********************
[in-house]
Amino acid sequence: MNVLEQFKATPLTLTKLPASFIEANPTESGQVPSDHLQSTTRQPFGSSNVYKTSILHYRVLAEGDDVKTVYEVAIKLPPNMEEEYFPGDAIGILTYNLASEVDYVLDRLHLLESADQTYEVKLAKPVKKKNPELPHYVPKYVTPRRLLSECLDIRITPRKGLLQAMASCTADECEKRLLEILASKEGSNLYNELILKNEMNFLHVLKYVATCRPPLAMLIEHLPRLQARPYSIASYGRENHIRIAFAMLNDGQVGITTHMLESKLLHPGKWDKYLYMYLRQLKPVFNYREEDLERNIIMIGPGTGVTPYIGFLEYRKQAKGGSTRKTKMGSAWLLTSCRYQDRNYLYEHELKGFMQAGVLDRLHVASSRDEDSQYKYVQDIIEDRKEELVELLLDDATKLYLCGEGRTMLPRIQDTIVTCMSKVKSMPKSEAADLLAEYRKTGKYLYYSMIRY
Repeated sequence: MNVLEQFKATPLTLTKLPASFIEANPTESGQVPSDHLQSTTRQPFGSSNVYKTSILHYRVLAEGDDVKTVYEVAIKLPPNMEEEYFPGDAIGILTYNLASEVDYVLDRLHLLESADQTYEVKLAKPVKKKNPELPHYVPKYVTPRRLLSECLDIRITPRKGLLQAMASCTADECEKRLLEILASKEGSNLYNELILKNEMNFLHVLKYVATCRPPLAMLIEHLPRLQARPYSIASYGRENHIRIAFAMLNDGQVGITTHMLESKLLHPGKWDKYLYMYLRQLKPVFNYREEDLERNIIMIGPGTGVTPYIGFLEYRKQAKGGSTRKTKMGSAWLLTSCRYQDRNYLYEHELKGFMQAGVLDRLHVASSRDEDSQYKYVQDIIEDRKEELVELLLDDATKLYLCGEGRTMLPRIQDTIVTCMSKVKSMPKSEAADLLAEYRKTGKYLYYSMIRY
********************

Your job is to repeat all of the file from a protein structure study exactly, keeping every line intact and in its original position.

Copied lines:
[in-house]
Amino acid sequence: MNVLEQFKATPLTLTKLPASFIEANPTESGQVPSDHLQSTTRQPFGSSNVYKTSILHYRVLAEGDDVKTVYEVAIKLPPNMEEEYFPGDAIGILTYNLASEVDYVLDRLHLLESADQTYEVKLAKPVKKKNPELPHYVPKYVTPRRLLSECLDIRITPRKGLLQAMASCTADECEKRLLEILASKEGSNLYNELILKNEMNFLHVLKYVATCRPPLAMLIEHLPRLQARPYSIASYGRENHIRIAFAMLNDGQVGITTHMLESKLLHPGKWDKYLYMYLRQLKPVFNYREEDLERNIIMIGPGTGVTPYIGFLEYRKQAKGGSTRKTKMGSAWLLTSCRYQDRNYLYEHELKGFMQAGVLDRLHVASSRDEDSQYKYVQDIIEDRKEELVELLLDDATKLYLCGEGRTMLPRIQDTIVTCMSKVKSMPKSEAADLLAEYRKTGKYLYYSMIRY
Repeated sequence: MNVLEQFKATPLTLTKLPASFIEANPTESGQVPSDHLQSTTRQPFGSSNVYKTSILHYRVLAEGDDVKTVYEVAIKLPPNMEEEYFPGDAIGILTYNLASEVDYVLDRLHLLESADQTYEVKLAKPVKKKNPELPHYVPKYVTPRRLLSECLDIRITPRKGLLQAMASCTADECEKRLLEILASKEGSNLYNELILKNEMNFLHVLKYVATCRPPLAMLIEHLPRLQARPYSIASYGRENHIRIAFAMLNDGQVGITTHMLESKLLHPGKWDKYLYMYLRQLKPVFNYREEDLERNIIMIGPGTGVTPYIGFLEYRKQAKGGSTRKTKMGSAWLLTSCRYQDRNYLYEHELKGFMQAGVLDRLHVASSRDEDSQYKYVQDIIEDRKEELVELLLDDATKLYLCGEGRTMLPRIQDTIVTCMSKVKSMPKSEAADLLAEYRKTGKYLYYSMIRY